Canadian MPs informed that the military should seek space surveillance technology from the private sector

Canadian military should turn to private sector for space surveillance tech, MPs told

“The Canadian military is at a critical crossroads in terms of its space capabilities, with the potential for modern satellite coverage in the Arctic hanging in the balance. As the rest of the world races ahead in the realm of military space technology, Canada risks falling behind and compromising its ability to protect its citizens.

## Falling Behind in Military Space Capability

Mike Greenley, CEO of MDA Canada, highlighted the urgency of the situation during a House of Commons committee meeting. He emphasized that Canada must take a cue from other countries and embrace commercial options in space to expedite the deployment of essential military assets. With the federal auditor general’s warning about the aging RADARSAT Constellation satellites nearing the end of their useful life, the need for swift action is more pressing than ever.

## Embracing Commercial Solutions

Greenley pointed to the United States and the United Kingdom as examples of countries effectively leveraging private sector partnerships to enhance their military space capabilities. By streamlining the process of acquiring space hardware, Canada could significantly reduce delays in deploying critical resources. Telesat’s partnership with MDA Space to launch global communication satellites by 2027 serves as a beacon of hope for accelerating military communications in the Arctic region.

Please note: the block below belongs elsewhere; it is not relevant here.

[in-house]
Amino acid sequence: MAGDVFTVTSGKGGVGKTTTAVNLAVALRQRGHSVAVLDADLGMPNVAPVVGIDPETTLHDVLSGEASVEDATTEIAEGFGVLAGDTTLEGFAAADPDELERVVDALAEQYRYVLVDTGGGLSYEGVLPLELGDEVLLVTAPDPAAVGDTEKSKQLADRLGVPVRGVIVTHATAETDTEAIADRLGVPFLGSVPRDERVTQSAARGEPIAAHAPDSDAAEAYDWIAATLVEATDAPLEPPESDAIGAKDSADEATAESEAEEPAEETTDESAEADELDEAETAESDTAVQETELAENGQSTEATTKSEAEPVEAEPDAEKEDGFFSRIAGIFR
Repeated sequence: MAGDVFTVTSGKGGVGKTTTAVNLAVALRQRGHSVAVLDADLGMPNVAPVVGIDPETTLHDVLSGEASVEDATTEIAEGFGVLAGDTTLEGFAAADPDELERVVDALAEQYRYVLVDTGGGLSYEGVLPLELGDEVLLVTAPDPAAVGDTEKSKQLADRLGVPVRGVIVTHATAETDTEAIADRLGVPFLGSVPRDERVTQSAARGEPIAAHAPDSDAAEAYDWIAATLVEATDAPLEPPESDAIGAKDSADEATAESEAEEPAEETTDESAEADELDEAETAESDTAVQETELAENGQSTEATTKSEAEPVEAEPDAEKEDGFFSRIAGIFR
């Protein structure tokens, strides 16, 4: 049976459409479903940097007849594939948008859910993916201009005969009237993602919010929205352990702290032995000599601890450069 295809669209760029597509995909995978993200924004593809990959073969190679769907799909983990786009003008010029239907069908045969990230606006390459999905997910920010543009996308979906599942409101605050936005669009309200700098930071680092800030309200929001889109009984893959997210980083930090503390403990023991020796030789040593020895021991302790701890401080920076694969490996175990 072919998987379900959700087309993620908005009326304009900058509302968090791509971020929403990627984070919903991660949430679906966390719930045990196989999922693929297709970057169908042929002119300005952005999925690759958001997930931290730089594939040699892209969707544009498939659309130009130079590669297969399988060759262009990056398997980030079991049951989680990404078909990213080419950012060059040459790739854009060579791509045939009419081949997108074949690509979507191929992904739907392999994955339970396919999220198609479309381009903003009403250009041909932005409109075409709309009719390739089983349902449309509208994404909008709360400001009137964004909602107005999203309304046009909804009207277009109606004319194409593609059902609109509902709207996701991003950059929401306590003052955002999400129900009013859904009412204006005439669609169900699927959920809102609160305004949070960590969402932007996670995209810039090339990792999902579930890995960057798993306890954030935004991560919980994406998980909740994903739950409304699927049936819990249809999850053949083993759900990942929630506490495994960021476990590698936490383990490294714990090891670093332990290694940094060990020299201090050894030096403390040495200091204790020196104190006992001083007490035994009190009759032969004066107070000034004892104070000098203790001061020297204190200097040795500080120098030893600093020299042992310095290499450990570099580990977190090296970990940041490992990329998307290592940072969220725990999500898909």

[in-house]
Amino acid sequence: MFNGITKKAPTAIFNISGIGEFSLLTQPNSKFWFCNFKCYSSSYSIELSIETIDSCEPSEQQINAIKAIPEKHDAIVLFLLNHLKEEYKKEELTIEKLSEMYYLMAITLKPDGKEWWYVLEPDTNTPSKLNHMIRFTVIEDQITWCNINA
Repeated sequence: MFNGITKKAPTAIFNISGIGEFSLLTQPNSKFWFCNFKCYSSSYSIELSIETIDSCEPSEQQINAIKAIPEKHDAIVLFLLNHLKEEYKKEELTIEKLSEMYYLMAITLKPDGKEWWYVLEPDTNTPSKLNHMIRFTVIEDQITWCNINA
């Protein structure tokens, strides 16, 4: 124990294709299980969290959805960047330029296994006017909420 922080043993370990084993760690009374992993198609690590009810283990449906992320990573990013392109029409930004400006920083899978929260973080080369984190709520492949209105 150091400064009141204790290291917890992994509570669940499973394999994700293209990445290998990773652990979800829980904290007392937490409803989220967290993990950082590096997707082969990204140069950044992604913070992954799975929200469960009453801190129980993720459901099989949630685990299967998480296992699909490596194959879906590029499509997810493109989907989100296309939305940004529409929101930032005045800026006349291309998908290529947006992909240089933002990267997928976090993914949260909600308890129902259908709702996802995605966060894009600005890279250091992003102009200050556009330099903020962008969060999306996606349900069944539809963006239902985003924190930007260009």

## Geopolitical Concerns in Outer Space

Amidst these discussions on enhancing Canada’s military space capabilities, reports have emerged about Russia’s intention to introduce a nuclear weapon into orbit. This alarming development has raised concerns among global powers, including the United States, regarding the potential militarization of space. While there is no imminent threat, the implications of such actions on international law and norms are deeply troubling.

As Brig.-Gen. Mike Adamson of the 3rd Canadian Space Division acknowledges, collaboration with international partners is crucial to understanding and addressing these emerging threats in space. The need to safeguard satellites from ground-based and orbital attacks underscores the evolving nature of military operations beyond Earth.

In conclusion, the time for Canada to revitalize its military space capabilities is now. By embracing commercial solutions, enhancing collaborations with global partners, and staying ahead of emerging threats, Canada can secure its position in the rapidly evolving landscape of space security. The prospect of modern satellite coverage in the Arctic is within reach, but it requires bold and decisive action to ensure the safety and security of all Canadians.”



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